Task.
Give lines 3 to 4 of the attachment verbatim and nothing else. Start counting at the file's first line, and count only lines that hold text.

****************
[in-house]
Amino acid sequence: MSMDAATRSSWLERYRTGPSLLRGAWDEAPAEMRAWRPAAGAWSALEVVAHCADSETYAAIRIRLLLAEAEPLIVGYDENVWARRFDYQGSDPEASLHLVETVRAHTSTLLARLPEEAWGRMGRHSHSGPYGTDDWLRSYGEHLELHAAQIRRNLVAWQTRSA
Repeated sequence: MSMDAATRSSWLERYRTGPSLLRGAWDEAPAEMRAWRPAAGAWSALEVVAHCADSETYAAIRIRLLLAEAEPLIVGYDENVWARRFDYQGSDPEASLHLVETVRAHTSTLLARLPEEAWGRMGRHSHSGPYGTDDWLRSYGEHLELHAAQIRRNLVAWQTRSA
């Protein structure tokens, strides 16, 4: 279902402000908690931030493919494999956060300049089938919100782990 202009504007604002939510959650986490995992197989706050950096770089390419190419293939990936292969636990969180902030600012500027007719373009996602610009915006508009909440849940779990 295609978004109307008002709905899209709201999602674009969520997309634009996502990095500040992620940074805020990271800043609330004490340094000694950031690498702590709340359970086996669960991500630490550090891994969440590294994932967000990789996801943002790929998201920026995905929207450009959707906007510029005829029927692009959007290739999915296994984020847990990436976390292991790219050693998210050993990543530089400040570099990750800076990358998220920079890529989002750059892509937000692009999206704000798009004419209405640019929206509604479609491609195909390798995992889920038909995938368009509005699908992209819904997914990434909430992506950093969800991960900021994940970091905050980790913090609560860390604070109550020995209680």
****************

Repeated sequence: MSMDAATRSSWLERYRTGPSLLRGAWDEAPAEMRAWRPAAGAWSALEVVAHCADSETYAAIRIRLLLAEAEPLIVGYDENVWARRFDYQGSDPEASLHLVETVRAHTSTLLARLPEEAWGRMGRHSHSGPYGTDDWLRSYGEHLELHAAQIRRNLVAWQTRSA
């Protein structure tokens, strides 16, 4: 279902402000908690931030493919494999956060300049089938919100782990 202009504007604002939510959650986490995992197989706050950096770089390419190419293939990936292969636990969180902030600012500027007719373009996602610009915006508009909440849940779990 295609978004109307008002709905899209709201999602674009969520997309634009996502990095500040992620940074805020990271800043609330004490340094000694950031690498702590709340359970086996669960991500630490550090891994969440590294994932967000990789996801943002790929998201920026995905929207450009959707906007510029005829029927692009959007290739999915296994984020847990990436976390292991790219050693998210050993990543530089400040570099990750800076990358998220920079890529989002750059892509937000692009999206704000798009004419209405640019929206509604479609491609195909390798995992889920038909995938368009509005699908992209819904997914990434909430992506950093969800991960900021994940970091905050980790913090609560860390604070109550020995209680």